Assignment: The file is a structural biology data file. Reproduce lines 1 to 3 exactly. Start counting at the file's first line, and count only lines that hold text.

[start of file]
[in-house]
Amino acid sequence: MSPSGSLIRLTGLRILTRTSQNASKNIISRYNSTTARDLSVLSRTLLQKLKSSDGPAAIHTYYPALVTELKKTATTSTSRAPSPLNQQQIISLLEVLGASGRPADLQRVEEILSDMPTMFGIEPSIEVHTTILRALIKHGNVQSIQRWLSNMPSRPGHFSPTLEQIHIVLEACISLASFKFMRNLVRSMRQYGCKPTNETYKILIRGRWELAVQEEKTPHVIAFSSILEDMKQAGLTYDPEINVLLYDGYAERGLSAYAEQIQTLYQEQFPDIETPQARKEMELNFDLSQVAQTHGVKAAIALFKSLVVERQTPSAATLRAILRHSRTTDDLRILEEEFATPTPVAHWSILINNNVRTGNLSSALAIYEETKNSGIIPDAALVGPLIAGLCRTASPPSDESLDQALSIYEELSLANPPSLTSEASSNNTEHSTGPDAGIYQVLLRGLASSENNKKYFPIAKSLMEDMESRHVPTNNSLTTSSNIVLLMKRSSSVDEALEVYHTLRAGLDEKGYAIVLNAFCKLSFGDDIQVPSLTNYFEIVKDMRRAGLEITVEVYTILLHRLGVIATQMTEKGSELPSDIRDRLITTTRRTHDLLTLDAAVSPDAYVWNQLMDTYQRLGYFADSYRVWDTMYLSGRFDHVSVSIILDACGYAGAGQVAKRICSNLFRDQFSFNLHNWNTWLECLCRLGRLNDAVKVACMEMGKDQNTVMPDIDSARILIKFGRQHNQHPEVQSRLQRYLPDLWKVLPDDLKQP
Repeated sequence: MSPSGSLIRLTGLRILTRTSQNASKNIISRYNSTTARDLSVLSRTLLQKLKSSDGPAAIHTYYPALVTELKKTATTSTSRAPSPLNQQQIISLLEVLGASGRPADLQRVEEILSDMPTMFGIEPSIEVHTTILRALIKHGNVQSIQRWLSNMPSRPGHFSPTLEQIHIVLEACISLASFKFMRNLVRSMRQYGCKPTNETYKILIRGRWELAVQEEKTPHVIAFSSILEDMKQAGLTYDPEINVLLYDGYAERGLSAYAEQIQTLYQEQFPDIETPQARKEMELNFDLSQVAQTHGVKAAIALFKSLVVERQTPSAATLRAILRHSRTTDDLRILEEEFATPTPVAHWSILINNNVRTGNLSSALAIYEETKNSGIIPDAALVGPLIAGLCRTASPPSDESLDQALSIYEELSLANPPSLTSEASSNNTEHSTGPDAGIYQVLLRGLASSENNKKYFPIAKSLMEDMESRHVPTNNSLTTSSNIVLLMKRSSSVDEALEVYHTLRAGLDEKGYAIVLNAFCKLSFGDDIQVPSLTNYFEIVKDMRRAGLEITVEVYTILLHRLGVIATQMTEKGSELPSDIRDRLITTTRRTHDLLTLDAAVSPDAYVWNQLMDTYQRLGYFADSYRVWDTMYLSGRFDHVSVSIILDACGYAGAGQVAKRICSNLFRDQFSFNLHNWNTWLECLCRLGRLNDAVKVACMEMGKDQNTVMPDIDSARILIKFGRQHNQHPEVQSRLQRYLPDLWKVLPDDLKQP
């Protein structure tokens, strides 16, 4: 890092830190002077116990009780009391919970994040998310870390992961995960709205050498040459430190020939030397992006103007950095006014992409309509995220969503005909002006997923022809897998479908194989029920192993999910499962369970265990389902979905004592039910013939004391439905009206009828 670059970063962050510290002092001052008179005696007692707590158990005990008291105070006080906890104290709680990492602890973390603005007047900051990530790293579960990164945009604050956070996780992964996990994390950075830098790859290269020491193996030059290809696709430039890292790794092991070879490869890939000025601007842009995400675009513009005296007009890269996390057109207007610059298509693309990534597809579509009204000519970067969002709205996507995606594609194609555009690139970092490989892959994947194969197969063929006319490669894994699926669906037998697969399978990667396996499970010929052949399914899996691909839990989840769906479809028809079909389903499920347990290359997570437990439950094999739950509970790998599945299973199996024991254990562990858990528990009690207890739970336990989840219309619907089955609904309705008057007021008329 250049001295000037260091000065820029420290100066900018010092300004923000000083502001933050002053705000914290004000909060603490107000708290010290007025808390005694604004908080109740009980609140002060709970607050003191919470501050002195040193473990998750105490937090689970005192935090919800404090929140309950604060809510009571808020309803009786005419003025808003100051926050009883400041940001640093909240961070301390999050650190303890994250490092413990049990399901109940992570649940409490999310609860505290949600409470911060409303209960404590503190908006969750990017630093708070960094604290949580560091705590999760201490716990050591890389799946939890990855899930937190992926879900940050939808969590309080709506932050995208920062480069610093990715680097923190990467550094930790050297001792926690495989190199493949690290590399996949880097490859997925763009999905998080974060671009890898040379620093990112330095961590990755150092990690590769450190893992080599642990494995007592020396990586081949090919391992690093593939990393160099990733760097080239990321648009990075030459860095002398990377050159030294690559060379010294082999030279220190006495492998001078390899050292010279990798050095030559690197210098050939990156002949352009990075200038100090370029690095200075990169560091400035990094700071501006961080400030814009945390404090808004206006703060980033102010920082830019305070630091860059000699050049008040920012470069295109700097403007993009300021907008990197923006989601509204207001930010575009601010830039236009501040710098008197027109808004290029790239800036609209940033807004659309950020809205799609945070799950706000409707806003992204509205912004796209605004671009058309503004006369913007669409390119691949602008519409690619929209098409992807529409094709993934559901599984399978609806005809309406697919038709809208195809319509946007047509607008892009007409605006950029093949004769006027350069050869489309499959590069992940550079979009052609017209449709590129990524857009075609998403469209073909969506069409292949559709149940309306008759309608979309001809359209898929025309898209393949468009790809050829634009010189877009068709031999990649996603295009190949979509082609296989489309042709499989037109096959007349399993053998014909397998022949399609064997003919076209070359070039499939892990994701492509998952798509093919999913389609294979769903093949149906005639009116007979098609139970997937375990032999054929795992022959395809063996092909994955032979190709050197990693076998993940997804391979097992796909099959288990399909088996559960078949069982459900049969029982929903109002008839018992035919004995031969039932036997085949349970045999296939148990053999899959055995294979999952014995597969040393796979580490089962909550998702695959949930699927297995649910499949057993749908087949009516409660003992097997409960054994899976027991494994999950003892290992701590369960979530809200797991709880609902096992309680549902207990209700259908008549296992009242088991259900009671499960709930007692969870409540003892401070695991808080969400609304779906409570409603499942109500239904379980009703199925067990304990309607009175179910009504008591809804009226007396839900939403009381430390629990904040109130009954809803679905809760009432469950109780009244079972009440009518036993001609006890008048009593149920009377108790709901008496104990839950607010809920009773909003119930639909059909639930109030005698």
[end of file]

[in-house]
Amino acid sequence: MSPSGSLIRLTGLRILTRTSQNASKNIISRYNSTTARDLSVLSRTLLQKLKSSDGPAAIHTYYPALVTELKKTATTSTSRAPSPLNQQQIISLLEVLGASGRPADLQRVEEILSDMPTMFGIEPSIEVHTTILRALIKHGNVQSIQRWLSNMPSRPGHFSPTLEQIHIVLEACISLASFKFMRNLVRSMRQYGCKPTNETYKILIRGRWELAVQEEKTPHVIAFSSILEDMKQAGLTYDPEINVLLYDGYAERGLSAYAEQIQTLYQEQFPDIETPQARKEMELNFDLSQVAQTHGVKAAIALFKSLVVERQTPSAATLRAILRHSRTTDDLRILEEEFATPTPVAHWSILINNNVRTGNLSSALAIYEETKNSGIIPDAALVGPLIAGLCRTASPPSDESLDQALSIYEELSLANPPSLTSEASSNNTEHSTGPDAGIYQVLLRGLASSENNKKYFPIAKSLMEDMESRHVPTNNSLTTSSNIVLLMKRSSSVDEALEVYHTLRAGLDEKGYAIVLNAFCKLSFGDDIQVPSLTNYFEIVKDMRRAGLEITVEVYTILLHRLGVIATQMTEKGSELPSDIRDRLITTTRRTHDLLTLDAAVSPDAYVWNQLMDTYQRLGYFADSYRVWDTMYLSGRFDHVSVSIILDACGYAGAGQVAKRICSNLFRDQFSFNLHNWNTWLECLCRLGRLNDAVKVACMEMGKDQNTVMPDIDSARILIKFGRQHNQHPEVQSRLQRYLPDLWKVLPDDLKQP
Repeated sequence: MSPSGSLIRLTGLRILTRTSQNASKNIISRYNSTTARDLSVLSRTLLQKLKSSDGPAAIHTYYPALVTELKKTATTSTSRAPSPLNQQQIISLLEVLGASGRPADLQRVEEILSDMPTMFGIEPSIEVHTTILRALIKHGNVQSIQRWLSNMPSRPGHFSPTLEQIHIVLEACISLASFKFMRNLVRSMRQYGCKPTNETYKILIRGRWELAVQEEKTPHVIAFSSILEDMKQAGLTYDPEINVLLYDGYAERGLSAYAEQIQTLYQEQFPDIETPQARKEMELNFDLSQVAQTHGVKAAIALFKSLVVERQTPSAATLRAILRHSRTTDDLRILEEEFATPTPVAHWSILINNNVRTGNLSSALAIYEETKNSGIIPDAALVGPLIAGLCRTASPPSDESLDQALSIYEELSLANPPSLTSEASSNNTEHSTGPDAGIYQVLLRGLASSENNKKYFPIAKSLMEDMESRHVPTNNSLTTSSNIVLLMKRSSSVDEALEVYHTLRAGLDEKGYAIVLNAFCKLSFGDDIQVPSLTNYFEIVKDMRRAGLEITVEVYTILLHRLGVIATQMTEKGSELPSDIRDRLITTTRRTHDLLTLDAAVSPDAYVWNQLMDTYQRLGYFADSYRVWDTMYLSGRFDHVSVSIILDACGYAGAGQVAKRICSNLFRDQFSFNLHNWNTWLECLCRLGRLNDAVKVACMEMGKDQNTVMPDIDSARILIKFGRQHNQHPEVQSRLQRYLPDLWKVLPDDLKQP